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2015 Victory Magnum – First Ride Review

Greg Drevenstedt
August 14, 2014
Filed under Cruiser + Touring Motorcycle Reviews, Victory Motorcycle Reviews

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Victory's new Magnum is a "big wheel bagger" with a 21-inch front wheel, slammed rear end, triple-tone paint and a 100-watt audio system.

Victory’s new Magnum is a “big wheel bagger” with a 21-inch front wheel, slammed rear end, triple-tone paint and a 100-watt audio system.

Photography by Riles & Nelson

Motorcycle customization trends ebb and flow. Choppers, with their spindly, raked-out forks, beach-ball rear tires and bizarre riding positions, seemed ubiquitous a decade ago. But when the Great Recession popped the bubble of easy money, the chopper craze deflated. Chromed-out bling machines were out and more practical baggers, with wind-cheating fairings and handy luggage capacity, were in. On the custom front, tiny front wheels gave way to big hoops, better to show off high-dollar billet front-ends. And all that extra plastic provided a big canvas for wild-style paint jobs, as well as a place to mount block-rockin’ sound systems.

The Magnum's 21-inch front wheel is said to be the biggest production hoop in baggerdom.

The Magnum’s 21-inch front wheel is said to be the biggest production hoop in baggerdom.

With a significant share of Polaris Industries’ motorcycle R&D focused on the Indian branch of the family tree, Victory’s two new-for-2015 models are stylistic spin-offs rather than all-new platforms. We got our first ride on the Gunner, a stripped-down bobber based on the Judge, during Daytona Bike Week last spring, and I saddled up on the Magnum, a factory custom “big wheel bagger” based on the Cross Country, at the Sturgis Motorcycle Rally in August.

Some bikes seek attention, but the Magnum demands it. There’s nothing subtle about its 21-inch Black Roulette front wheel—said to be the largest production wheel on a bagger—with what look like silver stiletto blades embedded in its nine gloss-black spokes. There’s nothing low-key about triple-tone paint jobs with names like Plasma Lime, Ness Midnight Cherry and Sunset Red (or Metasheen Black) over Supersteel Gray, with color-matched paint on the dash, saddlebag hinges, fender closeouts and radiator shrouds. And there’s nothing understated about a six-speaker, 100-watt audio system packed into the fairing, which can be boosted with accessory speakers in the saddlebag lids. If you wear khaki trousers, this bike ain’t for you.

Stiffer suspension with less travel trades ride comfort for a low-profile, custom look.

Stiffer suspension with less travel trades ride comfort for a low-profile, custom look.

The Cross Country’s cast-aluminum frame, taut-but-compliant suspension and ample cornering clearance give it some of the best handling characteristics among cruisers, but the Magnum trades some agility and comfort for style and a lower seat height (just 25.7 inches, thanks in part to the sleek Low-Pro seat). The Magnum’s slammed rear end is one inch lower than the Cross Country’s, but rear suspension travel has been reduced even further, from 4.7 to 3.5 inches, and front suspension travel is down from 5.1 to 4.4 inches. To compensate for less travel, the suspension was made stiffer and more progressive, contributing to a harsher ride. The big front wheel feels a little awkward around the parking lot but its amplified gyroscopic effect helps the bike feel rock-solid at speed.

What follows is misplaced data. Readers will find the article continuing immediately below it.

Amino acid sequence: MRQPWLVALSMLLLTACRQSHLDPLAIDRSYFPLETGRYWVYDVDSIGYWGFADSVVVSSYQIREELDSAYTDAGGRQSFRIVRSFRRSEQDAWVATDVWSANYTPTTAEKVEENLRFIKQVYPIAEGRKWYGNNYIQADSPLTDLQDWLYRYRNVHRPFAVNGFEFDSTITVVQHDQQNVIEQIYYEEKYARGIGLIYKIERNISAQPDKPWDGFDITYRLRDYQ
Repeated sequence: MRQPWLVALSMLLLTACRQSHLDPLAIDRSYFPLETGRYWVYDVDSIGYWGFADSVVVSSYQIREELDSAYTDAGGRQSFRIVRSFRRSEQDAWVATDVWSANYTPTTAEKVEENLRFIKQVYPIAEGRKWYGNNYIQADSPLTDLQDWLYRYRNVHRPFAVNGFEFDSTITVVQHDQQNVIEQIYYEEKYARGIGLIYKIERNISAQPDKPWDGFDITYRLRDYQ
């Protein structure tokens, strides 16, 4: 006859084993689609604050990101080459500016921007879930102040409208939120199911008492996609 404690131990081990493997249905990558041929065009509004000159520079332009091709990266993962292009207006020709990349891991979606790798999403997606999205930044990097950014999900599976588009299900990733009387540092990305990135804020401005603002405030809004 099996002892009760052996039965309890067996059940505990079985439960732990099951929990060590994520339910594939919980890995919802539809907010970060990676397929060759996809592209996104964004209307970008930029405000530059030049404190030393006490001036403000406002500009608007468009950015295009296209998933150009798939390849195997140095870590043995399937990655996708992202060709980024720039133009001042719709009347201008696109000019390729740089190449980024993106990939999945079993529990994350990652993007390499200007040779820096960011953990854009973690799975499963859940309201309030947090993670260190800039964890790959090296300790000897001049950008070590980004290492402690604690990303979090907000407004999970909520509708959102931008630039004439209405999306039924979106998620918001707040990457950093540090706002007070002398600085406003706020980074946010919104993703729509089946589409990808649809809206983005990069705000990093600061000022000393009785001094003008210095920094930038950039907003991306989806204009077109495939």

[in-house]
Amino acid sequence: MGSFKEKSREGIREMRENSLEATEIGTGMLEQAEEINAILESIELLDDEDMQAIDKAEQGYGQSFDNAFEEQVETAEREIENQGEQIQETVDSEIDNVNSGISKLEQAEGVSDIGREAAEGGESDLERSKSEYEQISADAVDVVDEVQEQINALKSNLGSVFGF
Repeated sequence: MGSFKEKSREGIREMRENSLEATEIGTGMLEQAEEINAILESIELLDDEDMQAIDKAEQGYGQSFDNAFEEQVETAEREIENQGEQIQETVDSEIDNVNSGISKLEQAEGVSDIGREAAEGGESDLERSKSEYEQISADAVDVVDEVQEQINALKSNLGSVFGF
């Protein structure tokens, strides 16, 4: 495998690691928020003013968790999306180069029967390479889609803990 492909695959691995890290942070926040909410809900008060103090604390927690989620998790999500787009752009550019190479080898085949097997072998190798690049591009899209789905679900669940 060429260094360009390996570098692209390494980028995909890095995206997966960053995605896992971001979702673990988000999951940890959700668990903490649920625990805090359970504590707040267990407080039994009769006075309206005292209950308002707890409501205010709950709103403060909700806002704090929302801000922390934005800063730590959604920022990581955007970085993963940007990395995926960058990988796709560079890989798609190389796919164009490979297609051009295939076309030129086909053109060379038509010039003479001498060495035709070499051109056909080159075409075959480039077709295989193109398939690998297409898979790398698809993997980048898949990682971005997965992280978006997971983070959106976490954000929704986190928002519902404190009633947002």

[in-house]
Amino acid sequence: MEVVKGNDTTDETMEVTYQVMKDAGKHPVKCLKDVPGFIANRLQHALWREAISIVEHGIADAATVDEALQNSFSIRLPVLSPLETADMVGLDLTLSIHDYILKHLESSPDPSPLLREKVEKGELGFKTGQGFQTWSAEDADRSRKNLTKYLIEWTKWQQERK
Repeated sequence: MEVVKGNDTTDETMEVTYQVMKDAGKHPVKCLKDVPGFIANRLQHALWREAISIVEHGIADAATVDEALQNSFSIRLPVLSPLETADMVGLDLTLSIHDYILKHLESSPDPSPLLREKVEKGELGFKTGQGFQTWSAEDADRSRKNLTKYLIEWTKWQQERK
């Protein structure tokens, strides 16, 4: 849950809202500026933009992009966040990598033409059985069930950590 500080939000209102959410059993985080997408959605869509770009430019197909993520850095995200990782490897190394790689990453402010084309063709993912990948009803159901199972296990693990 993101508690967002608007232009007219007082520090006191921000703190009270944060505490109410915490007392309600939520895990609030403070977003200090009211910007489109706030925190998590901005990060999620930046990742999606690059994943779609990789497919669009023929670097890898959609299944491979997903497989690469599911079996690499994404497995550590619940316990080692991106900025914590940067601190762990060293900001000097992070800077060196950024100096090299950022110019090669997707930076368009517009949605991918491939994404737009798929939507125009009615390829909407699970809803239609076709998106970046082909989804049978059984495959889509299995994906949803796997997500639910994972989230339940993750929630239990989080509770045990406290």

Also new to the Magnum is a low-profile Boomerang windscreen that deflects oncoming air smoothly but somewhat noisily, and an LED headlight that improves conspicuity during the day and should enhance visibility after the sun goes down. Powered by the same 1,731cc (106ci) air-cooled V-twin and 6-speed transmission found throughout the Victory lineup (good for 85 horsepower and 98 lb-ft of torque at the rear wheel on the Jett Tuning dyno), the Magnum offers plenty of thrust, and cruise control is standard.

The Victory Magnum is a bike for the times, but its styling isn’t exactly timeless. If a loud-and-proud bagger that trades some comfort for low-profile style suits you, then try this bad boy on for size.

2015 Victory Magnum in Ness Midnight Cherry.

2015 Victory Magnum in Ness Midnight Cherry.

2015 Victory Magnum Specs
Base Price: $21,999
Price as Tested: $22,999 (Ness Midnight Cherry)
Website: victorymotorcycles.com
Engine Type: Air-cooled, transverse 50-degree V-twin, SOHC, 4 valves per cyl.
Displacement: 1,731cc (106ci)
Bore x Stroke: 101.0 x 108.0mm
Transmission: 6-speed, cable-actuated wet clutch
Final Drive: Belt
Wheelbase: 65.7 in.
Rake/Trail: 29 degrees/5.6 in.
Seat Height: 25.7 in.
Claimed Dry Weight: 761 lbs.
Fuel Capacity: 5.8 gals.
MPG: NA

Turning the Magnum's big front wheel can be a handful at low speeds and require extra muscle at high speeds.

Turning the Magnum’s big front wheel can be a handful at low speeds and require extra muscle at high speeds.

LED headlight and low-profile Boomerang windscreen are new.

LED headlight and low-profile Boomerang windscreen are new.

The Freedom 106 V-twin with a 6-speed transmission powers the Magnum and all other Victorys.

The Freedom 106 V-twin with a 6-speed transmission powers the Magnum and all other Victorys.

Color-matched dash houses a six-speaker, 100-watt audio system.

Color-matched dash houses a six-speaker, 100-watt audio system.

Comments

One Response to “2015 Victory Magnum – First Ride Review”

  1. Robert Wilson on August 15th, 2014 5:52 pm

    How far will it go at 85mph on the tank of gas? That’s all I need to know on any bike you review. I live in south Florida. Speed limits are useless. Traffic moves on the Turnpike at 85-90mph+. If you don’t go with the flow you become the pavement.

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